ZIMFLIX FOCUS: At Just School Project, Lee-Anne Russell Shows Her Mettle As A Director


FOR citizens of the ‘most literate country in Africa’, it is ironic how some Zimbabweans at times miss what is right in front of them, no matter how dope it is. 

This is because of certain myths dominant in our society, some which this piece will debunk—because, in a number of instances, some people deliberately look away when presented with good creative content in front of them. Be it music, film, writing, painting, dance, et al. 

Brilliant art (mostly from the creatives who are not ‘big’) is usually shunned and struggles to be universally embraced. If your art lacks eminence in mainstream spheres – or if not ‘trending’ – most willingly look away, citing inferior quality and other convenient but obsolete excuses. 

Meet Lee-Ann Russell, a UK-based filmmaker
Meet Lee-Ann Russell, a UK-based filmmaker [Image: Supplied]

A lack of belief in our own creativity and our creatives. 

For instance, consider the role of culture and the arts in the socioeconomic development of any given society. The potential to shape discourses and perceptions is infinite. 

Yet, this role is constantly undermined, locally and globally. 

In our context, the unwritten rule is woe to the arts. Partly because of the much-vaunted (and to others infamous) Science, Technology, Engineering, and Mathematics (STEM) initiative that was fervently propagated by Jonathan Moyo in his political heyday—educational policy in Zimbabwe slanted towards scientific and technological disciplines. 

The arts languish in neglect and derision. Better to pursue an engineering degree. 

Not the Bachelor of Arts degree. Neither psychology, sociology, music, film, history, anthropology, et al.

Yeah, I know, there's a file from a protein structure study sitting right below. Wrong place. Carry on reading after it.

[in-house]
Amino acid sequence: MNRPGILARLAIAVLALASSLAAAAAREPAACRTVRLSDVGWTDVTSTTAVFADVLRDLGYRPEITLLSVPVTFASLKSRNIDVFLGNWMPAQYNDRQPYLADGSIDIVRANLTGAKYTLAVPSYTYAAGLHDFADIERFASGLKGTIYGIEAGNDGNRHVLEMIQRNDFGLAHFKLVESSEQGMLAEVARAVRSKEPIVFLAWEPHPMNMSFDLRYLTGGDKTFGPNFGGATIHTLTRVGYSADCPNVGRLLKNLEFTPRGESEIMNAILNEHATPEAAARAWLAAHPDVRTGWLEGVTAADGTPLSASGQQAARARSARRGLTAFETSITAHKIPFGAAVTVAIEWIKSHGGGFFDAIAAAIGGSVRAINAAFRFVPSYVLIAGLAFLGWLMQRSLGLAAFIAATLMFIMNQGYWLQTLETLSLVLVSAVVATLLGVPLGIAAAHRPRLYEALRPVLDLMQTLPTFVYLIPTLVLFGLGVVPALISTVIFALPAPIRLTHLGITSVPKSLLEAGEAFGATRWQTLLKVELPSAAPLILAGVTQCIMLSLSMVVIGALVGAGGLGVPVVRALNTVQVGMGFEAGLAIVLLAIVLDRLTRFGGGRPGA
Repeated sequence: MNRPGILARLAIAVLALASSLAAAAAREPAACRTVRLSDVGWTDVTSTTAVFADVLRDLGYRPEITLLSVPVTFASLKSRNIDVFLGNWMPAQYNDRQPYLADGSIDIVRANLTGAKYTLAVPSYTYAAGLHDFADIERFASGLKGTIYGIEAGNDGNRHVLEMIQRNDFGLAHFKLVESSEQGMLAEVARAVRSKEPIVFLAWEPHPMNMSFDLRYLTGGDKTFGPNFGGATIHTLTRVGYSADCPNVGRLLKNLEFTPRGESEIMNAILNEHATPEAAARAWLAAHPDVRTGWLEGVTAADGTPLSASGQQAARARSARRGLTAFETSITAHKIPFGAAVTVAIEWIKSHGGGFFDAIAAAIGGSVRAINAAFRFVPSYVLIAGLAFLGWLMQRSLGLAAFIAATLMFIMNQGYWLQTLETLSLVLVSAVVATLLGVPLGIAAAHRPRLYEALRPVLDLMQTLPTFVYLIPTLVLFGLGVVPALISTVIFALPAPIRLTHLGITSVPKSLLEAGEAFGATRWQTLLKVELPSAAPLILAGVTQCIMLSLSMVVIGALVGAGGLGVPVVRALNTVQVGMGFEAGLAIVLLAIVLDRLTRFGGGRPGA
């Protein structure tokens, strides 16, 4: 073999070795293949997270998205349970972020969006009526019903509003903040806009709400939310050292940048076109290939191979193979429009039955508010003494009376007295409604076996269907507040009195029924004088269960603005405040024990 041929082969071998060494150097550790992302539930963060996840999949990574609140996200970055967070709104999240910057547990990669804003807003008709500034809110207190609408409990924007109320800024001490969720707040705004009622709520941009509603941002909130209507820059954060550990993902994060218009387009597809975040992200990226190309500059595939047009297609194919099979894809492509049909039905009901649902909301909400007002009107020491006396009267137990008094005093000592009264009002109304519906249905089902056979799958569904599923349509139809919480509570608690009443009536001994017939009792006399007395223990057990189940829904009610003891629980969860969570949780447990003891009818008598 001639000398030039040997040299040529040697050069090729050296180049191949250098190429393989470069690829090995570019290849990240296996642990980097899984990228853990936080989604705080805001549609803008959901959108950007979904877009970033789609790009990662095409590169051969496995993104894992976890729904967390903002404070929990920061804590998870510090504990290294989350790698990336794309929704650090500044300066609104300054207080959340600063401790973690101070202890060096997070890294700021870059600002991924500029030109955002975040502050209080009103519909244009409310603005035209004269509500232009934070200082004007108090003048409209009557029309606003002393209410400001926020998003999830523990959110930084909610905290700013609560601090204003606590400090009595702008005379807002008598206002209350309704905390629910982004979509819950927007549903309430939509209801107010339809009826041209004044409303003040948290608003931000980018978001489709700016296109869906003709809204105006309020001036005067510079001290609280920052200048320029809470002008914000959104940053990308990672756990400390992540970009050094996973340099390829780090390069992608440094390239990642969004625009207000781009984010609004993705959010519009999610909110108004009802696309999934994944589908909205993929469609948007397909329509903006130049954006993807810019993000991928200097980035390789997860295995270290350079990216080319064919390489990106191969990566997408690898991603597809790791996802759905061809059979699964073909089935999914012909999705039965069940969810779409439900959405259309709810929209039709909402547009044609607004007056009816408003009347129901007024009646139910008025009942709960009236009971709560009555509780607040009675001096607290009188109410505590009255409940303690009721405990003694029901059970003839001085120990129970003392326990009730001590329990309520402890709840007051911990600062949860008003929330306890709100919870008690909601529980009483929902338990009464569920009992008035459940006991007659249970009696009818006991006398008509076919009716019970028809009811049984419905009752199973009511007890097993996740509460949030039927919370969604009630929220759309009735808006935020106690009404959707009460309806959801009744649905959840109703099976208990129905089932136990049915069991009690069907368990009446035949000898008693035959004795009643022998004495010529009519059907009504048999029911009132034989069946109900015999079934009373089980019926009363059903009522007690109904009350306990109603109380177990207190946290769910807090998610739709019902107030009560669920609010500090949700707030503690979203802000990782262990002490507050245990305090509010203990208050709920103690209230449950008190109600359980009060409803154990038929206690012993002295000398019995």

The withering arts. 

Such a reality is fair, perhaps, considering how Zimbabwe is always in an unending descent. Trepid leadership; rapidly deteriorating infrastructure in all dimensions of the sociopolitical landscape; and the never-ending economic crises.

The humanities are not alluring enough. Scant jobs. Measly salaries there. 

The option to become a civil engineer – or even an agronomist – becomes the only path to a ‘good life’. 

So STEM finds some convenient vindication here: we do need as many engineers, technicians, biochemists, radiologists,  doctors, and scientists we can get, right? 

All that high-sounding talk on industrialization, modernizing the economy, and achieving a middle-income economy by a certain year. 

Well …

A number of pressing questions then forcefully burst to the fore—the biggest being: What about the artistic disciplines, though? Is the creative industry entirely useless to our contemporary society? 

Do people not consume copious amounts of music and movies in all their waking moments? 

Do people not endlessly cite [correct and incorrect] quotes of famous authors in history? Do they not succumb to the devastating allure of creative ads/commercials? 

Who creates these cultural products; this art?

What about the indispensable centrality of the arts and humanities?—and of the contextually relevant cultural products birthed by our own creative talents? 

Introduction – Zimbabweans’ contempt for their own cultural products: Experts at shunning their own art

It is a common secret: Zimbabweans – wittingly and unwittingly – shun the arts as an academic discipline; and treat artists with palpable contempt – you’d think art is irrevocably detrimental to our ‘most literate’ brains. 

Art is a deleterious poison. It must not be allowed to flourish. Its growth must be stymied whenever such opportunity arises. No qualms. Crush. Crush. Crush. 

And, yet, we revere foreign artists and their globally-renowned artistic exploits music, visual art, writing, fashion, and – most painfully – film.

Yep, film. 

The reality seems immutable and this is always a given—Zimbabweans worship cultural products from the global north countries (in hopes to mimic the lifestyles they see on TV and smartphones). And some literate citizens then treat our own art with scant regard and sheer disdain. 

Our own art? Our own films? Our gaze at them is one of willful scorn.